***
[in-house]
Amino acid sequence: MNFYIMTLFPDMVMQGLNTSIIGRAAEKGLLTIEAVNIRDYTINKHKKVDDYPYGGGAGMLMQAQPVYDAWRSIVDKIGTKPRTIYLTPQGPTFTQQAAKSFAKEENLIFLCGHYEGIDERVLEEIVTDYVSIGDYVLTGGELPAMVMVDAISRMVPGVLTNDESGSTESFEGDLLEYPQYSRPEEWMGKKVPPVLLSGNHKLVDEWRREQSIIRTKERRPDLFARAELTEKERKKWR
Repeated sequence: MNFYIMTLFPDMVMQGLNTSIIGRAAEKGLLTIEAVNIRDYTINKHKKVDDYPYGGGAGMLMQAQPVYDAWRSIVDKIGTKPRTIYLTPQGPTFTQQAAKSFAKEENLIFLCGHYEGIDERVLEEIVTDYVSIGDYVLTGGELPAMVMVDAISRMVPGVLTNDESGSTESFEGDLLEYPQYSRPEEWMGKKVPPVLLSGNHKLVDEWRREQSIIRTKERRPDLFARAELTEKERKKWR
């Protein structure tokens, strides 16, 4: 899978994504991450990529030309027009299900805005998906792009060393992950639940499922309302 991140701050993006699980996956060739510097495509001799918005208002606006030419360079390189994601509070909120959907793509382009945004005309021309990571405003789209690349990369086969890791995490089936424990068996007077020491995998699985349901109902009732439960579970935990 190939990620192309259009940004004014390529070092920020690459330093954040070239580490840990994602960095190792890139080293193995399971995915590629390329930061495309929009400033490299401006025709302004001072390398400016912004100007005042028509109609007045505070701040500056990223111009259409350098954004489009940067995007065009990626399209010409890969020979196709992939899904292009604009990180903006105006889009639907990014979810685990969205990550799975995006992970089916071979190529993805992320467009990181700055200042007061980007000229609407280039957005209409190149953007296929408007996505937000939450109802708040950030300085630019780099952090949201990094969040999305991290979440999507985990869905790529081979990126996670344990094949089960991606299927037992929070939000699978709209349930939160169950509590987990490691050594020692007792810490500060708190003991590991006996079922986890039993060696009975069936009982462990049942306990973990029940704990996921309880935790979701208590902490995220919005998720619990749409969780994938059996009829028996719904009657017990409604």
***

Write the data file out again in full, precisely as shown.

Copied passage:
[in-house]
Amino acid sequence: MNFYIMTLFPDMVMQGLNTSIIGRAAEKGLLTIEAVNIRDYTINKHKKVDDYPYGGGAGMLMQAQPVYDAWRSIVDKIGTKPRTIYLTPQGPTFTQQAAKSFAKEENLIFLCGHYEGIDERVLEEIVTDYVSIGDYVLTGGELPAMVMVDAISRMVPGVLTNDESGSTESFEGDLLEYPQYSRPEEWMGKKVPPVLLSGNHKLVDEWRREQSIIRTKERRPDLFARAELTEKERKKWR
Repeated sequence: MNFYIMTLFPDMVMQGLNTSIIGRAAEKGLLTIEAVNIRDYTINKHKKVDDYPYGGGAGMLMQAQPVYDAWRSIVDKIGTKPRTIYLTPQGPTFTQQAAKSFAKEENLIFLCGHYEGIDERVLEEIVTDYVSIGDYVLTGGELPAMVMVDAISRMVPGVLTNDESGSTESFEGDLLEYPQYSRPEEWMGKKVPPVLLSGNHKLVDEWRREQSIIRTKERRPDLFARAELTEKERKKWR
């Protein structure tokens, strides 16, 4: 899978994504991450990529030309027009299900805005998906792009060393992950639940499922309302 991140701050993006699980996956060739510097495509001799918005208002606006030419360079390189994601509070909120959907793509382009945004005309021309990571405003789209690349990369086969890791995490089936424990068996007077020491995998699985349901109902009732439960579970935990 190939990620192309259009940004004014390529070092920020690459330093954040070239580490840990994602960095190792890139080293193995399971995915590629390329930061495309929009400033490299401006025709302004001072390398400016912004100007005042028509109609007045505070701040500056990223111009259409350098954004489009940067995007065009990626399209010409890969020979196709992939899904292009604009990180903006105006889009639907990014979810685990969205990550799975995006992970089916071979190529993805992320467009990181700055200042007061980007000229609407280039957005209409190149953007296929408007996505937000939450109802708040950030300085630019780099952090949201990094969040999305991290979440999507985990869905790529081979990126996670344990094949089960991606299927037992929070939000699978709209349930939160169950509590987990490691050594020692007792810490500060708190003991590991006996079922986890039993060696009975069936009982462990049942306990973990029940704990996921309880935790979701208590902490995220919005998720619990749409969780994938059996009829028996719904009657017990409604």